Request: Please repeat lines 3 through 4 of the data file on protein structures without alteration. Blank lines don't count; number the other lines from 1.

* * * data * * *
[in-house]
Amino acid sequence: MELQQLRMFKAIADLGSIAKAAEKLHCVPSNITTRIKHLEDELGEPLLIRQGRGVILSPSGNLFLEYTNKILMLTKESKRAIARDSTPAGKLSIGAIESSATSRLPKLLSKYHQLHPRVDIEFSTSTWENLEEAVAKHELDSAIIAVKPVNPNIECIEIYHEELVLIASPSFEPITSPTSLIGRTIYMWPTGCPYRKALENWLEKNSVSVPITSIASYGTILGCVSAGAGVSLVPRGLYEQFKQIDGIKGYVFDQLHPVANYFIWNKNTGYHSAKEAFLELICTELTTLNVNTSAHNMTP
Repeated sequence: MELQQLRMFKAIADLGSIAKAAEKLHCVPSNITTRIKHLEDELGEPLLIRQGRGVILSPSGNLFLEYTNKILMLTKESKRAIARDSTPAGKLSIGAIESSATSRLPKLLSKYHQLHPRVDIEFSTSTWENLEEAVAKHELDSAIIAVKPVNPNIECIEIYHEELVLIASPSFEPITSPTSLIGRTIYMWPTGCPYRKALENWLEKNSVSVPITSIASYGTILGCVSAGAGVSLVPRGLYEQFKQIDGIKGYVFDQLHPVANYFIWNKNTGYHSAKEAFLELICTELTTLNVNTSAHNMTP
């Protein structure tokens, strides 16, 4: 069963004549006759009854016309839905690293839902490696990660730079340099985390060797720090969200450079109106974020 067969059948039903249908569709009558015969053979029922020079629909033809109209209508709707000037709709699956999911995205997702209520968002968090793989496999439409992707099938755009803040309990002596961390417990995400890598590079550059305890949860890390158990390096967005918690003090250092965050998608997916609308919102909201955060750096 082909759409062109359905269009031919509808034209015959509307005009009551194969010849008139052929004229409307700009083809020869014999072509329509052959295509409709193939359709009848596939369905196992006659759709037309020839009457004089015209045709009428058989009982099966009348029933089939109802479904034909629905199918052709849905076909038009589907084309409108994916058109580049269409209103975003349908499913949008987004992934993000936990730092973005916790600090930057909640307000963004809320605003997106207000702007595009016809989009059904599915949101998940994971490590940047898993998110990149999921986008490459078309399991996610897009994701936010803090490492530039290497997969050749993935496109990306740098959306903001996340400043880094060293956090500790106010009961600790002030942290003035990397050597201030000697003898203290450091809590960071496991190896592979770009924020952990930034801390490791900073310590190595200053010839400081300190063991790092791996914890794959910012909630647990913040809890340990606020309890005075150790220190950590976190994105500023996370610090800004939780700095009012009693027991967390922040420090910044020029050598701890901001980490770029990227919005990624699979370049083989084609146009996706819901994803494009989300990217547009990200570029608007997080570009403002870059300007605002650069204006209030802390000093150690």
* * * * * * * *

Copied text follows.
Repeated sequence: MELQQLRMFKAIADLGSIAKAAEKLHCVPSNITTRIKHLEDELGEPLLIRQGRGVILSPSGNLFLEYTNKILMLTKESKRAIARDSTPAGKLSIGAIESSATSRLPKLLSKYHQLHPRVDIEFSTSTWENLEEAVAKHELDSAIIAVKPVNPNIECIEIYHEELVLIASPSFEPITSPTSLIGRTIYMWPTGCPYRKALENWLEKNSVSVPITSIASYGTILGCVSAGAGVSLVPRGLYEQFKQIDGIKGYVFDQLHPVANYFIWNKNTGYHSAKEAFLELICTELTTLNVNTSAHNMTP
């Protein structure tokens, strides 16, 4: 069963004549006759009854016309839905690293839902490696990660730079340099985390060797720090969200450079109106974020 067969059948039903249908569709009558015969053979029922020079629909033809109209209508709707000037709709699956999911995205997702209520968002968090793989496999439409992707099938755009803040309990002596961390417990995400890598590079550059305890949860890390158990390096967005918690003090250092965050998608997916609308919102909201955060750096 082909759409062109359905269009031919509808034209015959509307005009009551194969010849008139052929004229409307700009083809020869014999072509329509052959295509409709193939359709009848596939369905196992006659759709037309020839009457004089015209045709009428058989009982099966009348029933089939109802479904034909629905199918052709849905076909038009589907084309409108994916058109580049269409209103975003349908499913949008987004992934993000936990730092973005916790600090930057909640307000963004809320605003997106207000702007595009016809989009059904599915949101998940994971490590940047898993998110990149999921986008490459078309399991996610897009994701936010803090490492530039290497997969050749993935496109990306740098959306903001996340400043880094060293956090500790106010009961600790002030942290003035990397050597201030000697003898203290450091809590960071496991190896592979770009924020952990930034801390490791900073310590190595200053010839400081300190063991790092791996914890794959910012909630647990913040809890340990606020309890005075150790220190950590976190994105500023996370610090800004939780700095009012009693027991967390922040420090910044020029050598701890901001980490770029990227919005990624699979370049083989084609146009996706819901994803494009989300990217547009990200570029608007997080570009403002870059300007605002650069204006209030802390000093150690």